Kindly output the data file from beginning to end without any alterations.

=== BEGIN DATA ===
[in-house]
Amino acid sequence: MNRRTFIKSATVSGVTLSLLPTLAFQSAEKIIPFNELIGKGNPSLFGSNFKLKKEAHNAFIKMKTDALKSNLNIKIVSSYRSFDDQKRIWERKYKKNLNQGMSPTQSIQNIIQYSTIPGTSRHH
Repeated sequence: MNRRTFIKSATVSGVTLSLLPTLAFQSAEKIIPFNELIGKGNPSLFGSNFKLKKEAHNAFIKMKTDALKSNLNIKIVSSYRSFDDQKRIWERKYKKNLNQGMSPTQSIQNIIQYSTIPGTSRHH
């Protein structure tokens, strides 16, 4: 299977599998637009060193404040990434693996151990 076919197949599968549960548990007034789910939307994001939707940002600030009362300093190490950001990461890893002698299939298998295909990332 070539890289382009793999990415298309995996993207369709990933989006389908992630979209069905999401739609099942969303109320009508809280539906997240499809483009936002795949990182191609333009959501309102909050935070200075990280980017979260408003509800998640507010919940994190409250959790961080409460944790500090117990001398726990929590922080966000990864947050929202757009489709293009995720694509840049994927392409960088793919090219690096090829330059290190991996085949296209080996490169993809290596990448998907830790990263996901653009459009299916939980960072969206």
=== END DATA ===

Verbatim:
[in-house]
Amino acid sequence: MNRRTFIKSATVSGVTLSLLPTLAFQSAEKIIPFNELIGKGNPSLFGSNFKLKKEAHNAFIKMKTDALKSNLNIKIVSSYRSFDDQKRIWERKYKKNLNQGMSPTQSIQNIIQYSTIPGTSRHH
Repeated sequence: MNRRTFIKSATVSGVTLSLLPTLAFQSAEKIIPFNELIGKGNPSLFGSNFKLKKEAHNAFIKMKTDALKSNLNIKIVSSYRSFDDQKRIWERKYKKNLNQGMSPTQSIQNIIQYSTIPGTSRHH
């Protein structure tokens, strides 16, 4: 299977599998637009060193404040990434693996151990 076919197949599968549960548990007034789910939307994001939707940002600030009362300093190490950001990461890893002698299939298998295909990332 070539890289382009793999990415298309995996993207369709990933989006389908992630979209069905999401739609099942969303109320009508809280539906997240499809483009936002795949990182191609333009959501309102909050935070200075990280980017979260408003509800998640507010919940994190409250959790961080409460944790500090117990001398726990929590922080966000990864947050929202757009489709293009995720694509840049994927392409960088793919090219690096090829330059290190991996085949296209080996490169993809290596990448998907830790990263996901653009459009299916939980960072969206």